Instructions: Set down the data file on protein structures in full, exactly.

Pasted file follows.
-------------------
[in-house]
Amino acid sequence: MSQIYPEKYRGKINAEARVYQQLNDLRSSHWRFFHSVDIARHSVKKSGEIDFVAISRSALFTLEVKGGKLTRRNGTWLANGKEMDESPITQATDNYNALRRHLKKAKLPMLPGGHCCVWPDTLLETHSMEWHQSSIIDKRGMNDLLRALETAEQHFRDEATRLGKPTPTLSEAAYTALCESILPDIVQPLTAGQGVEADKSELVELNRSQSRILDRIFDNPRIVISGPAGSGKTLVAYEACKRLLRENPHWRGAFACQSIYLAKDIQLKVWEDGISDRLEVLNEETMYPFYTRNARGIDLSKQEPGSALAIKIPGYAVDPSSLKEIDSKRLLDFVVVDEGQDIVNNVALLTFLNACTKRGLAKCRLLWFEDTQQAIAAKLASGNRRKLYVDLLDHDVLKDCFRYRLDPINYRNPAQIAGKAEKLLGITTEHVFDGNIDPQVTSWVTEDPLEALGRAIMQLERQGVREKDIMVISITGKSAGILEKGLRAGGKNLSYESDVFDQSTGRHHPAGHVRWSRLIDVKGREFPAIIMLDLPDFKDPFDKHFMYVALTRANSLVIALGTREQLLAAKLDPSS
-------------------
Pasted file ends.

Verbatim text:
[in-house]
Amino acid sequence: MSQIYPEKYRGKINAEARVYQQLNDLRSSHWRFFHSVDIARHSVKKSGEIDFVAISRSALFTLEVKGGKLTRRNGTWLANGKEMDESPITQATDNYNALRRHLKKAKLPMLPGGHCCVWPDTLLETHSMEWHQSSIIDKRGMNDLLRALETAEQHFRDEATRLGKPTPTLSEAAYTALCESILPDIVQPLTAGQGVEADKSELVELNRSQSRILDRIFDNPRIVISGPAGSGKTLVAYEACKRLLRENPHWRGAFACQSIYLAKDIQLKVWEDGISDRLEVLNEETMYPFYTRNARGIDLSKQEPGSALAIKIPGYAVDPSSLKEIDSKRLLDFVVVDEGQDIVNNVALLTFLNACTKRGLAKCRLLWFEDTQQAIAAKLASGNRRKLYVDLLDHDVLKDCFRYRLDPINYRNPAQIAGKAEKLLGITTEHVFDGNIDPQVTSWVTEDPLEALGRAIMQLERQGVREKDIMVISITGKSAGILEKGLRAGGKNLSYESDVFDQSTGRHHPAGHVRWSRLIDVKGREFPAIIMLDLPDFKDPFDKHFMYVALTRANSLVIALGTREQLLAAKLDPSS